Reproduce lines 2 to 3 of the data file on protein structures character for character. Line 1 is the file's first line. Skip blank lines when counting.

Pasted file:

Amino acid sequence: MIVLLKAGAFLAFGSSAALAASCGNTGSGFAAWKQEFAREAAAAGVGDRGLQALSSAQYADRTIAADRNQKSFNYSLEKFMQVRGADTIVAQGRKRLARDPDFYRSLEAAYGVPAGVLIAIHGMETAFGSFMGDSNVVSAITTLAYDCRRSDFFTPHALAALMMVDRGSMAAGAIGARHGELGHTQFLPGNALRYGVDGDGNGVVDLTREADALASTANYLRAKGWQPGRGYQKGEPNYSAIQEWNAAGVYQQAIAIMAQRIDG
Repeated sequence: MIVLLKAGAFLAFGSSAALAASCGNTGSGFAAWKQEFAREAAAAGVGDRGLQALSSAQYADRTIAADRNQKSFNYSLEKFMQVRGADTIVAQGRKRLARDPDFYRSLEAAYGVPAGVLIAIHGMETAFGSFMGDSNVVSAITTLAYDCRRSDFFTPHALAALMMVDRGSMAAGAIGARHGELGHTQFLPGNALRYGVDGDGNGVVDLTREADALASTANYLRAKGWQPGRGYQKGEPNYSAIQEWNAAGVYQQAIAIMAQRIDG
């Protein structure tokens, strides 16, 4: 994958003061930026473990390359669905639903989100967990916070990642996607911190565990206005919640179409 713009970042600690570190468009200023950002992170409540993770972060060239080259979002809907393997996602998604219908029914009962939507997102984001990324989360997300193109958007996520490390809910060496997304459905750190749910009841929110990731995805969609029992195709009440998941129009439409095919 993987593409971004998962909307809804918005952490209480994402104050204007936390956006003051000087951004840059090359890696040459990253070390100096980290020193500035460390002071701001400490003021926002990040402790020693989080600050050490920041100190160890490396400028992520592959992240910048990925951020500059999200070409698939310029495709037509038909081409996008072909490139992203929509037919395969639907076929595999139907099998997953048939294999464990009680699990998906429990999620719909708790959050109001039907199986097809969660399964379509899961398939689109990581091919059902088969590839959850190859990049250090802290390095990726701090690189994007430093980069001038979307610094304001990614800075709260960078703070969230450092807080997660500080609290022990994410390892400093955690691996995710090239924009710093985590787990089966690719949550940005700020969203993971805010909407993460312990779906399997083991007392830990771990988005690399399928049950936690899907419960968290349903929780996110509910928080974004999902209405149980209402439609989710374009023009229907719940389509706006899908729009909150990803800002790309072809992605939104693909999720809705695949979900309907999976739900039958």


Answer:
Repeated sequence: MIVLLKAGAFLAFGSSAALAASCGNTGSGFAAWKQEFAREAAAAGVGDRGLQALSSAQYADRTIAADRNQKSFNYSLEKFMQVRGADTIVAQGRKRLARDPDFYRSLEAAYGVPAGVLIAIHGMETAFGSFMGDSNVVSAITTLAYDCRRSDFFTPHALAALMMVDRGSMAAGAIGARHGELGHTQFLPGNALRYGVDGDGNGVVDLTREADALASTANYLRAKGWQPGRGYQKGEPNYSAIQEWNAAGVYQQAIAIMAQRIDG
């Protein structure tokens, strides 16, 4: 994958003061930026473990390359669905639903989100967990916070990642996607911190565990206005919640179409 713009970042600690570190468009200023950002992170409540993770972060060239080259979002809907393997996602998604219908029914009962939507997102984001990324989360997300193109958007996520490390809910060496997304459905750190749910009841929110990731995805969609029992195709009440998941129009439409095919 993987593409971004998962909307809804918005952490209480994402104050204007936390956006003051000087951004840059090359890696040459990253070390100096980290020193500035460390002071701001400490003021926002990040402790020693989080600050050490920041100190160890490396400028992520592959992240910048990925951020500059999200070409698939310029495709037509038909081409996008072909490139992203929509037919395969639907076929595999139907099998997953048939294999464990009680699990998906429990999620719909708790959050109001039907199986097809969660399964379509899961398939689109990581091919059902088969590839959850190859990049250090802290390095990726701090690189994007430093980069001038979307610094304001990614800075709260960078703070969230450092807080997660500080609290022990994410390892400093955690691996995710090239924009710093985590787990089966690719949550940005700020969203993971805010909407993460312990779906399997083991007392830990771990988005690399399928049950936690899907419960968290349903929780996110509910928080974004999902209405149980209402439609989710374009023009229907719940389509706006899908729009909150990803800002790309072809992605939104693909999720809705695949979900309907999976739900039958």